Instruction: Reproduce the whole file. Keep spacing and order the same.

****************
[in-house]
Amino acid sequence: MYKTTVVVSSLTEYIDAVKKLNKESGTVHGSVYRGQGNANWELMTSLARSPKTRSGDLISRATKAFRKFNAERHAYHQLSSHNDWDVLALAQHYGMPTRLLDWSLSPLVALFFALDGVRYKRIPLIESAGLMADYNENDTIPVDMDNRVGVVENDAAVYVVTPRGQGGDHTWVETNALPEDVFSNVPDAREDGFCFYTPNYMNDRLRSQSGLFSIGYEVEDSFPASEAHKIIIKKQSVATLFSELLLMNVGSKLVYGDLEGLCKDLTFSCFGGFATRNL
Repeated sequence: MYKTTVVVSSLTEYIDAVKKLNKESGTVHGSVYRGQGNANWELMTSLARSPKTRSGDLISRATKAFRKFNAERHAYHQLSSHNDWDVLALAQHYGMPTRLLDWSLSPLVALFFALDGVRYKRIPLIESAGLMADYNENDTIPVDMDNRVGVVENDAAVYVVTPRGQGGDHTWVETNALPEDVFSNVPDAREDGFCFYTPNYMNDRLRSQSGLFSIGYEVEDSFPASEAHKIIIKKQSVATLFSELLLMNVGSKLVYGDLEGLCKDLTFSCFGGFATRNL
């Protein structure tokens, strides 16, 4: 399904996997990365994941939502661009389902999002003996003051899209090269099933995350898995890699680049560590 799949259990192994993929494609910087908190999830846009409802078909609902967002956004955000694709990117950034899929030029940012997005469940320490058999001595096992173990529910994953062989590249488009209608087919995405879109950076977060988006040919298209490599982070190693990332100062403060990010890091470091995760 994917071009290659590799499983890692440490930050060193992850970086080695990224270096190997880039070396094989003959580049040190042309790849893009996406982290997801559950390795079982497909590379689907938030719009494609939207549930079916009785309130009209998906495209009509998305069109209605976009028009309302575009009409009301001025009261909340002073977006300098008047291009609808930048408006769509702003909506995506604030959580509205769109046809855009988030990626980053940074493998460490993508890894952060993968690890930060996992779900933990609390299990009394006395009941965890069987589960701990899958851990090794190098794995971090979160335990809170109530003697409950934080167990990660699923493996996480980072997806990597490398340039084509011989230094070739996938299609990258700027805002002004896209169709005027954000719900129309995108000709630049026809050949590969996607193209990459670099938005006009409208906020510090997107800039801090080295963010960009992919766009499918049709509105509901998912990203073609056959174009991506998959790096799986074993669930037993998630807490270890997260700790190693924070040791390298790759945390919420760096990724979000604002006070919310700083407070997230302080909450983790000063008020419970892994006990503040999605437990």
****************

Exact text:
[in-house]
Amino acid sequence: MYKTTVVVSSLTEYIDAVKKLNKESGTVHGSVYRGQGNANWELMTSLARSPKTRSGDLISRATKAFRKFNAERHAYHQLSSHNDWDVLALAQHYGMPTRLLDWSLSPLVALFFALDGVRYKRIPLIESAGLMADYNENDTIPVDMDNRVGVVENDAAVYVVTPRGQGGDHTWVETNALPEDVFSNVPDAREDGFCFYTPNYMNDRLRSQSGLFSIGYEVEDSFPASEAHKIIIKKQSVATLFSELLLMNVGSKLVYGDLEGLCKDLTFSCFGGFATRNL
Repeated sequence: MYKTTVVVSSLTEYIDAVKKLNKESGTVHGSVYRGQGNANWELMTSLARSPKTRSGDLISRATKAFRKFNAERHAYHQLSSHNDWDVLALAQHYGMPTRLLDWSLSPLVALFFALDGVRYKRIPLIESAGLMADYNENDTIPVDMDNRVGVVENDAAVYVVTPRGQGGDHTWVETNALPEDVFSNVPDAREDGFCFYTPNYMNDRLRSQSGLFSIGYEVEDSFPASEAHKIIIKKQSVATLFSELLLMNVGSKLVYGDLEGLCKDLTFSCFGGFATRNL
């Protein structure tokens, strides 16, 4: 399904996997990365994941939502661009389902999002003996003051899209090269099933995350898995890699680049560590 799949259990192994993929494609910087908190999830846009409802078909609902967002956004955000694709990117950034899929030029940012997005469940320490058999001595096992173990529910994953062989590249488009209608087919995405879109950076977060988006040919298209490599982070190693990332100062403060990010890091470091995760 994917071009290659590799499983890692440490930050060193992850970086080695990224270096190997880039070396094989003959580049040190042309790849893009996406982290997801559950390795079982497909590379689907938030719009494609939207549930079916009785309130009209998906495209009509998305069109209605976009028009309302575009009409009301001025009261909340002073977006300098008047291009609808930048408006769509702003909506995506604030959580509205769109046809855009988030990626980053940074493998460490993508890894952060993968690890930060996992779900933990609390299990009394006395009941965890069987589960701990899958851990090794190098794995971090979160335990809170109530003697409950934080167990990660699923493996996480980072997806990597490398340039084509011989230094070739996938299609990258700027805002002004896209169709005027954000719900129309995108000709630049026809050949590969996607193209990459670099938005006009409208906020510090997107800039801090080295963010960009992919766009499918049709509105509901998912990203073609056959174009991506998959790096799986074993669930037993998630807490270890997260700790190693924070040791390298790759945390919420760096990724979000604002006070919310700083407070997230302080909450983790000063008020419970892994006990503040999605437990």